- The Making of a Counter-Culture Icon: Henry Miller's Dostoyevsky
Professor Bloshteyn's book is a lively and erudite investigation of a little-known aspect of how Dostoevsky's life and works were accepted and assimilated outside Russia, primarily in the United States, but also with side glances at England and France. The American reception is focused on Henry Miller and two other authors, Anaïs Nin and Lawrence Durrell. In the early 1930s, all three lived together on the rue Villa Seurat in Paris, sharing Miller's friendship, his view of Dostoevsky and, in the case of Nin, also his bed. As Bloshteyn remarks of their common conception of Dostoevsky, "few other writers have been subjected to such radical misreadings and had their ideological credo distorted to such a dramatic extent." [End Page 374]
Any reader of Dostoevsky's letters, notebooks, and his Diary of a Writer knows that he began as a Utopian, pre-Marxist Socialist in the 1840s, whose early work gave a sympathetic depiction of the victims of a caste-ridden bureaucratic society. After being arrested, experiencing the ordeal of a mock execution, and spending four years in a prison camp followed by six in the Russian army, he emerged a changed man, whose convictions, as he wrote himself, had been "regenerated" by his encounter with the Russian people. He then became a faithful, if not uncritical, supporter of the czarist regime. When Alexander II liberated the serfs in 1862, this "regeneration" was strengthened, because the existence of serfdom had been one of the major causes for Dostoevsky's radicalism of the 1840s.
All through the major post-Siberian novels that made him famous, Dostoevsky was thus inspired by his opposition to the radical ideas that became influential among the Russian intelligentsia in the 1860s. How could it have happened, Bloshteyn asks, that such a writer (she calls him a "Russian Orthodox monarchist," terms not inaccurate but that need some qualification) could have become the idol of "so many left-wing, irreverent, anarchically minded groups?" Among such fringe groups that took Dostoevsky as their prophet, she lists the Surrealists, the Existentialists, and the Beats.
In searching for an answer to this question, Bloshteyn goes back to the early history of Dostoevsky's introduction to Anglo-American readers. The famous Madame Blavatsky, for example, of Russian origin and the founder of Theosophy, published in 1881 her translation of the Grand Inquisitor chapter of The Brothers Karamazov without reference to the rest of the novel; and she wrote that this chapter was Dostoevsky's "cutting satire on modern theology." The well-known anarchist agitator Emma Goldman, who also published a magazine entitled Mother Earth, printed a story in 1910, "The Priest and the Devil," supposedly written by Dostoevsky on the wall of his cell during his imprisonment to protest against the exploitation of the working class. To raise funds for her own propaganda work, as Goldman recounts in her memoirs, she decided to follow the example of Sonya Marmeladova in Crime and Punishment and walk the streets for a worthy cause. Luckily, Goldman was given some money by a kindly passerby she accosted and told to return home. The name and writings of Dostoevsky thus became associated very early with attacks on the reigning social and moral-religious pieties.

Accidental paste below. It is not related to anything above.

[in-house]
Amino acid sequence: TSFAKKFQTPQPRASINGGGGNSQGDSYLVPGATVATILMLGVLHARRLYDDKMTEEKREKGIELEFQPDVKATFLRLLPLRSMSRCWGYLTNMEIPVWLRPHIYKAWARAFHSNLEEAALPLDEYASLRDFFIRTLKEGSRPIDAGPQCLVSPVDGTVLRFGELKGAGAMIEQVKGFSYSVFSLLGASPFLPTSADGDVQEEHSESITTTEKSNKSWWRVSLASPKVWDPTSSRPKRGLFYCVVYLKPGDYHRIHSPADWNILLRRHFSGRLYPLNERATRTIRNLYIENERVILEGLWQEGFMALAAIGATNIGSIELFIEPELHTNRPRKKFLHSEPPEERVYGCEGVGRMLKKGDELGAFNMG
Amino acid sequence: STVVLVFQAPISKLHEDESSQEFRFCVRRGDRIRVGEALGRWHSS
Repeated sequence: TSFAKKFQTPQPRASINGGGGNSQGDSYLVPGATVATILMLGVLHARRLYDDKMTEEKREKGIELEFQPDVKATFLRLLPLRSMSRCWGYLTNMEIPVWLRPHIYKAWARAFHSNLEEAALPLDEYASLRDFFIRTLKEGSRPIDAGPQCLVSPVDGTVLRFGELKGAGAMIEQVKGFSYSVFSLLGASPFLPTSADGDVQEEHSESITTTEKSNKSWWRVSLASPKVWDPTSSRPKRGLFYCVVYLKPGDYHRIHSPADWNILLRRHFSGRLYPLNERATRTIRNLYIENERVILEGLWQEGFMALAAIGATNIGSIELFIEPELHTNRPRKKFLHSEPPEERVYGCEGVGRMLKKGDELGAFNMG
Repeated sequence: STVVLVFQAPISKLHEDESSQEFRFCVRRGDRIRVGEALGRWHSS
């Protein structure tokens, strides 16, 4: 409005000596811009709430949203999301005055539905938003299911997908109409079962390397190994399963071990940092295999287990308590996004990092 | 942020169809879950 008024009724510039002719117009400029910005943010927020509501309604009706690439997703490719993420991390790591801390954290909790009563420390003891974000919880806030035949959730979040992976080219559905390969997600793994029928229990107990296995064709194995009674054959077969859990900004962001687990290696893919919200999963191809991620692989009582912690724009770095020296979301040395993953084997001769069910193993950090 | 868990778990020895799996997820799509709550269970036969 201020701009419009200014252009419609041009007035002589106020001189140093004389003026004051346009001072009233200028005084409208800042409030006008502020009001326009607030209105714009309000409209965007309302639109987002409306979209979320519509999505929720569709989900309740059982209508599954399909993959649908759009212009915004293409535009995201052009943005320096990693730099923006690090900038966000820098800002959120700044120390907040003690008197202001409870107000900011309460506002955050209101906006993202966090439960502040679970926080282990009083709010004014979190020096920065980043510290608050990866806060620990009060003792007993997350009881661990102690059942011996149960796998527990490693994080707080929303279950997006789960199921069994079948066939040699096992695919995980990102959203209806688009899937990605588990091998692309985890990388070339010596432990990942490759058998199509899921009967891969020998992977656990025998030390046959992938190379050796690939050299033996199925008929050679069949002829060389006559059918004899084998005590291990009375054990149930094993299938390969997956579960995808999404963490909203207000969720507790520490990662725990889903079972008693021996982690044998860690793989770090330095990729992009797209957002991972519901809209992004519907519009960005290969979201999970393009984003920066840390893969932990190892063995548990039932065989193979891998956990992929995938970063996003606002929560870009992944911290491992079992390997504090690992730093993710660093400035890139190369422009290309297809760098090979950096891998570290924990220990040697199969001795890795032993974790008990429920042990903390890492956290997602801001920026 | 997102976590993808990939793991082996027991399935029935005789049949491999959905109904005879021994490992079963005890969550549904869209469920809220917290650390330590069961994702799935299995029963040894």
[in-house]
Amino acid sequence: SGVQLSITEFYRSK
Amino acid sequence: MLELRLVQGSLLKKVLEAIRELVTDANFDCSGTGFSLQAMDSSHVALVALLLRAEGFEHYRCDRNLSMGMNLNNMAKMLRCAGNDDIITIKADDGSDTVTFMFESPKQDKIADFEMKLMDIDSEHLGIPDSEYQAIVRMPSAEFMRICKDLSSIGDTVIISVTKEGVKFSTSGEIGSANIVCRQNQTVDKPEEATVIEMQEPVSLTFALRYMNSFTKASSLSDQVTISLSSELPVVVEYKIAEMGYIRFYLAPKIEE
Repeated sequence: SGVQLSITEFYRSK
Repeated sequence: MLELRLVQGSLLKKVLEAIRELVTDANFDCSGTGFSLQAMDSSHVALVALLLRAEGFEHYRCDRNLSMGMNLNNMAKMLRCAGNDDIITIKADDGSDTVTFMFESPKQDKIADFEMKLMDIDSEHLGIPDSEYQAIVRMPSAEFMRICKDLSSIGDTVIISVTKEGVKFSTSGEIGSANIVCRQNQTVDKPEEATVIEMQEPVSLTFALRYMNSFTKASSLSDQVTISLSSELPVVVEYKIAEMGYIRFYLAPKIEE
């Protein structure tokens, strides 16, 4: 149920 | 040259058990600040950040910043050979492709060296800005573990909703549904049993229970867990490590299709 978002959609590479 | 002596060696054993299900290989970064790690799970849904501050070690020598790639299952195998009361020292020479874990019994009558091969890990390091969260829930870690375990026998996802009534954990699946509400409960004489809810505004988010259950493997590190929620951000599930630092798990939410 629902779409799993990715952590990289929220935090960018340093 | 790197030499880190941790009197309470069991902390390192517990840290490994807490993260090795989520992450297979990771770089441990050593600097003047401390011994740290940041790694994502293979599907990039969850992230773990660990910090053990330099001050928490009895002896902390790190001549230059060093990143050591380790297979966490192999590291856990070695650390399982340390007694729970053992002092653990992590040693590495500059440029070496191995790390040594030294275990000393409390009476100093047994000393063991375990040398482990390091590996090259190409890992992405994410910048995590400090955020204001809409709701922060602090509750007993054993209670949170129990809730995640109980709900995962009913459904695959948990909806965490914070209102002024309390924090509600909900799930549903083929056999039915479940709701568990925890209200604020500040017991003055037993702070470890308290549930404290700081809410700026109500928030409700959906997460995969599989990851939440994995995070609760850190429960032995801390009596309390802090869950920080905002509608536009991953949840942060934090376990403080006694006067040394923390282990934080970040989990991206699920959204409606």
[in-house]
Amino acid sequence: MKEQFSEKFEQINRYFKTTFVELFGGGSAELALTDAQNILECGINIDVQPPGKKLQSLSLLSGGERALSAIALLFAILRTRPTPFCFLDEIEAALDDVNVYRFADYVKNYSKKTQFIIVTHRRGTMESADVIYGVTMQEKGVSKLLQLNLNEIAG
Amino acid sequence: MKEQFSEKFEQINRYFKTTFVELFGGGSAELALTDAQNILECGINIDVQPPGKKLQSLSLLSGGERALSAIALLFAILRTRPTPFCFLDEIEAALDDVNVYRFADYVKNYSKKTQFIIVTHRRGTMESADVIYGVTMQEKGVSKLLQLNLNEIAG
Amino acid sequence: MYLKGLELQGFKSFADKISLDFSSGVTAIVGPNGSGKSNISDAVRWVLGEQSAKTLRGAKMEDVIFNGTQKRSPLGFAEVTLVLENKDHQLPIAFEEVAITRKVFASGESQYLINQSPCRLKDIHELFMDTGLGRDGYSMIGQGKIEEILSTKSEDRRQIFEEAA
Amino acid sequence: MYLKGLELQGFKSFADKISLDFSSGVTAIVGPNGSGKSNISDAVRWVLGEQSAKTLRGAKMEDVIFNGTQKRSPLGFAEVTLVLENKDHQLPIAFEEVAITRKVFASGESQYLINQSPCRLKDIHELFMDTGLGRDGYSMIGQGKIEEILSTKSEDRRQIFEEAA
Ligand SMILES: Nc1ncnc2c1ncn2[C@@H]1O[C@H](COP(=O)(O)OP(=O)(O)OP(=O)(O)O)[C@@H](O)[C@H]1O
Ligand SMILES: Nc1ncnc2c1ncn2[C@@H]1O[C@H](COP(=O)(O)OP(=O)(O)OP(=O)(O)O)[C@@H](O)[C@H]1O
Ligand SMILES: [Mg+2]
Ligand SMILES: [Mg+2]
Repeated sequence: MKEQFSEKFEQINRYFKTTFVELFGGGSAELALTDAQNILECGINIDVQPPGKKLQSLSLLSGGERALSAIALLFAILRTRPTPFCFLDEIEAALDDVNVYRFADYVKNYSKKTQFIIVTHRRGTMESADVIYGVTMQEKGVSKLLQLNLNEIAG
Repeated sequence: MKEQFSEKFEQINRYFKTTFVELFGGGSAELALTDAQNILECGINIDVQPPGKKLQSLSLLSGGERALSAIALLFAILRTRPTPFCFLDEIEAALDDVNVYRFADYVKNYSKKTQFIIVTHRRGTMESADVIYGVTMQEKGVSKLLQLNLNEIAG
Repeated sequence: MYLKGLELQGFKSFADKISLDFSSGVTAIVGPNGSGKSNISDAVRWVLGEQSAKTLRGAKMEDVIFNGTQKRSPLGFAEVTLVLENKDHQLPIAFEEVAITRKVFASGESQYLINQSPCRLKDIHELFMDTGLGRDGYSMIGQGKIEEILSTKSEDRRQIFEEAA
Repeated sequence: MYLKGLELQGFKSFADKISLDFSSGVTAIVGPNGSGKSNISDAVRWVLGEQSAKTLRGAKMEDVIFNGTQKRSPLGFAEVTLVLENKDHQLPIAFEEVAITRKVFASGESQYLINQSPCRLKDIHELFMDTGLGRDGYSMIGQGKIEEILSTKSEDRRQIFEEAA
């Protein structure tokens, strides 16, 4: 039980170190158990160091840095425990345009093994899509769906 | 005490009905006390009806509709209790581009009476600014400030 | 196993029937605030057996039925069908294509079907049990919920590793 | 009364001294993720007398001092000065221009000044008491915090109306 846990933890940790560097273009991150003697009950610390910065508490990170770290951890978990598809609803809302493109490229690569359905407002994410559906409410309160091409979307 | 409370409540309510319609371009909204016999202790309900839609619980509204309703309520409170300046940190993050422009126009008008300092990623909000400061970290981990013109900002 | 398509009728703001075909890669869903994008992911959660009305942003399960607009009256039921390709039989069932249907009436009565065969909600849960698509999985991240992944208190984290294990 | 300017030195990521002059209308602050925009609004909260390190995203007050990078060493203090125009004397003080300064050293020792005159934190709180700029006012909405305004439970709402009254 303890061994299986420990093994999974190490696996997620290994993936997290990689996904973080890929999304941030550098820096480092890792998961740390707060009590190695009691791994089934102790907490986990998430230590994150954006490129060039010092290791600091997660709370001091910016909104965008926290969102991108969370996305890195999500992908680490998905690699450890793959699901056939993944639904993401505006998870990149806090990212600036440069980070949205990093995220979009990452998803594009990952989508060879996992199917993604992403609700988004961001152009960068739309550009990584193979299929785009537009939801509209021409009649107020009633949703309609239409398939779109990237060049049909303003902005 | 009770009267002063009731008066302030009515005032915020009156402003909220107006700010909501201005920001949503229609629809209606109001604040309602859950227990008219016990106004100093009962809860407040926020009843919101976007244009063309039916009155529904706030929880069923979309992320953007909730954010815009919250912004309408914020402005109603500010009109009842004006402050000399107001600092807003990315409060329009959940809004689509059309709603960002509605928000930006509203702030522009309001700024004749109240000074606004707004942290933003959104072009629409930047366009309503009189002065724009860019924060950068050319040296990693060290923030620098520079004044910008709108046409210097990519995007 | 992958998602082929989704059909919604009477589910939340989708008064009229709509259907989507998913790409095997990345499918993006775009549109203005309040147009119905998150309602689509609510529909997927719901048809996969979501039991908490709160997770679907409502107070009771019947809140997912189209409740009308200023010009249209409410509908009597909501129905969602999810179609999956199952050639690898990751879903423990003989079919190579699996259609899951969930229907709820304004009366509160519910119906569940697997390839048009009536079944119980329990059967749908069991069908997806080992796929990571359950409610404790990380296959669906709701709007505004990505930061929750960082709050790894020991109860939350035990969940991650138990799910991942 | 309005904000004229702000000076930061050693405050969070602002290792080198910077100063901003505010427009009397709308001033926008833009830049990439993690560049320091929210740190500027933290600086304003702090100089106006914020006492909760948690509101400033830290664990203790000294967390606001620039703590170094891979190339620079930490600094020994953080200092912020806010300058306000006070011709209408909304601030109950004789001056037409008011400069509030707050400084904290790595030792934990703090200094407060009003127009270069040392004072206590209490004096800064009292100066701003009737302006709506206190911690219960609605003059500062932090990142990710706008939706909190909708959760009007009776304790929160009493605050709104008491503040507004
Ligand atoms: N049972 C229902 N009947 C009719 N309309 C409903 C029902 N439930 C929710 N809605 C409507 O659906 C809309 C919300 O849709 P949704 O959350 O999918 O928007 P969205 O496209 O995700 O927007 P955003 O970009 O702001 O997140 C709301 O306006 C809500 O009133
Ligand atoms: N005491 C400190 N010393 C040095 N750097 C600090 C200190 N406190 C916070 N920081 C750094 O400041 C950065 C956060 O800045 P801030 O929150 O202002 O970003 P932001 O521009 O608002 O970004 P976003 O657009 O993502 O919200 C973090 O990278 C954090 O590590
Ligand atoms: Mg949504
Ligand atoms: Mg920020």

In the very year of Dostoevsky's death (1881), a secondhand translation of Notes from the House of the Dead was published (it is not clear from what language; probably German, given the name of the translator). This text was replaced seven years later by an "authorized" translation with the title Buried Alive or Ten Years of Penal Servitude in Siberia. Dostoevsky's own text is basically an autobiographical account of his four years in the prison camp, living among peasant convicts, many [End Page 375] of whom had committed murders; but his own story is introduced by a fictional narrator supposed to have murdered his wife. Nobody knew why Dostoevsky had been "buried alive," and readers simply associated him with all...